SunPower Corporation is a vertically integrated solar company which serves all three segments - utility, commercial and residential. It builds large scale utility and commercial solar systems as well as residential rooftop projects. It generates revenue by providing energy solutions and services to different segments and selling components to third-party developers. Like most solar players, it has a global presence. Due to its strength in the rooftop business, it has a very strong presence in Japan. It builds reliable, high quality products and has the highest efficiency panels in the industry. Every solar player is focused on improving efficiency and reducing costs. However, technological innovation is an integral part of this company. So it maintains its leadership in quality and panel efficiency.
In 2011 Total (NYSE:TOT) took a 60% stake in the company and now Total is its majority shareholder.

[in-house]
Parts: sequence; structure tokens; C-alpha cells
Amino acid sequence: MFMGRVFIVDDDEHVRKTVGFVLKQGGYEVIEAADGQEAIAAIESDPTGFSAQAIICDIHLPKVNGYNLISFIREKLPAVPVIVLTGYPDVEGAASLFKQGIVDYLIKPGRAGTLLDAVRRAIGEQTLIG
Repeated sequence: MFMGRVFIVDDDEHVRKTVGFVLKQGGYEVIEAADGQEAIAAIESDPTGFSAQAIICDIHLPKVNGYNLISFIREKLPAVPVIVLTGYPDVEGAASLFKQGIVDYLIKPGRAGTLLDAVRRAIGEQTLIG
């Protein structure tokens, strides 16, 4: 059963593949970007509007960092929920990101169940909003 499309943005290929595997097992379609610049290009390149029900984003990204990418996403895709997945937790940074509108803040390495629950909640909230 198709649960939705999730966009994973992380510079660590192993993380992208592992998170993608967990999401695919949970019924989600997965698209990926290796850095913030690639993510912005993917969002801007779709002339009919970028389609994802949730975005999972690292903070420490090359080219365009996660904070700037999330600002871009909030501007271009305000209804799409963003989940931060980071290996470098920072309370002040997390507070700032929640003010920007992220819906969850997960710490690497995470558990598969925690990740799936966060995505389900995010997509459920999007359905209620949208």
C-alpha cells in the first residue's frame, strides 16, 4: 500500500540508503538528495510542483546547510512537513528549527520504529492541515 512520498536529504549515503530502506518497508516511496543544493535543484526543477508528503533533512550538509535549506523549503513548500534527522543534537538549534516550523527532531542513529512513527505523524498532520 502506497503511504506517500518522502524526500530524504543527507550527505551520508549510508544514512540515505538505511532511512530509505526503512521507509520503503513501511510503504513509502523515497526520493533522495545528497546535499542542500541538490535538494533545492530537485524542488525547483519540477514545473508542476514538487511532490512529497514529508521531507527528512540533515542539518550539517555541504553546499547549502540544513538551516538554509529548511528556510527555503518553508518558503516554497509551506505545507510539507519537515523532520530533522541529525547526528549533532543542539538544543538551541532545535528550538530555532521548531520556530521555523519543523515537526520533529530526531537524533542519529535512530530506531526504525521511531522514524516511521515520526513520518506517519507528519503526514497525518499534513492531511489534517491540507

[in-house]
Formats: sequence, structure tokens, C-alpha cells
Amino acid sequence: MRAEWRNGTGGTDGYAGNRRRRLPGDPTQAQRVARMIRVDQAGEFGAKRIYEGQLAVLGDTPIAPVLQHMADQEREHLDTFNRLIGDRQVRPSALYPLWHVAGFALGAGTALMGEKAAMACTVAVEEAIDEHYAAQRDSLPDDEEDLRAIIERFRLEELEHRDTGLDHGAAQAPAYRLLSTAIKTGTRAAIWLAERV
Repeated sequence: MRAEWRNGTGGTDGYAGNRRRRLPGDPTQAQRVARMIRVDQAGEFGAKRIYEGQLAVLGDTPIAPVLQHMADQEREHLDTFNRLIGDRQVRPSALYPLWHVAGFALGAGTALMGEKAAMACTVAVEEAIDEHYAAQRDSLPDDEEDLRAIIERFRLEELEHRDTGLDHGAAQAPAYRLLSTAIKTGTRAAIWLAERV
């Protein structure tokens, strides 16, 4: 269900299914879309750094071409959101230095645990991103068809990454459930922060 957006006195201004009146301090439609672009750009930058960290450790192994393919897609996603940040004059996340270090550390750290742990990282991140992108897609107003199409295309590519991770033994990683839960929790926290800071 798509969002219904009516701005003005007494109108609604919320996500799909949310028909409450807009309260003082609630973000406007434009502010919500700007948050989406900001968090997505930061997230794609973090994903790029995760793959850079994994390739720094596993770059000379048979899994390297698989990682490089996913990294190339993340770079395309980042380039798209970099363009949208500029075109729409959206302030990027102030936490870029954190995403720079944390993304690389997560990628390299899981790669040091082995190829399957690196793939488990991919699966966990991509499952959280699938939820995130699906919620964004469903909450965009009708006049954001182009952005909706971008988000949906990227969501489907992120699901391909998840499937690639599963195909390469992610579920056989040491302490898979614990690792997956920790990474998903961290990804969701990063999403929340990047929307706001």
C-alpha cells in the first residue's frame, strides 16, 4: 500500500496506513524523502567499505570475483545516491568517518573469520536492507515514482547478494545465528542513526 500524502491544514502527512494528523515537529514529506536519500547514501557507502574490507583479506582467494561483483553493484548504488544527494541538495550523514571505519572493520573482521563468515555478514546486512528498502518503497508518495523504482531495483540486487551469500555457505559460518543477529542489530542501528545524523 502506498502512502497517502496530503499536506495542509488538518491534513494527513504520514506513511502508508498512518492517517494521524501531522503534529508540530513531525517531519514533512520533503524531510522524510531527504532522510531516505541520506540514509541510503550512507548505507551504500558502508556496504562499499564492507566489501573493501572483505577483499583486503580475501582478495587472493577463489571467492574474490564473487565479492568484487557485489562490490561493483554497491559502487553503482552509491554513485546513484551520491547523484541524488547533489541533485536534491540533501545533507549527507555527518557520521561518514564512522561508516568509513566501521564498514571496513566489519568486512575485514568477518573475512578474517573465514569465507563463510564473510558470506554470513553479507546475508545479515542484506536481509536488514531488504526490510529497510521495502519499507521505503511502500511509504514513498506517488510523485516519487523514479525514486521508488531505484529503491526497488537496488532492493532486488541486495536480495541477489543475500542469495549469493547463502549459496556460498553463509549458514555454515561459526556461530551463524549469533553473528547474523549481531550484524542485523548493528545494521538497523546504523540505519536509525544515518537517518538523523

The company is geographically diverse but it generates the majority of its revenue from the US. It has a very strong presence in Japan due to its high-efficiency products for the residential segment. However, that market is slowing down. It has entered China through a joint venture. It is expanding its presence in emerging markets such as Chile and Mexico. Even though the Indian market is growing, it has no presence there and until recently it didn't plan upon entering that market. Now the company has come up with a new product called the Performance Series (P Series), which is a low-cost, high-quality product to compete against Chinese products in emerging markets such as India. The global PPA pricing is under pressure and power plant project development has become extremely competitive, so the projects in emerging markets yield a much lower margin. The company has decided to focus power plant project development in its core markets, which are the US, South America, and France. In the past, the company emphasized Total's global presence to build projects globally. But now, as the company is focusing project development to its core markets, it will leverage Total's global presence to sell components to third-party developers in other parts of the globe.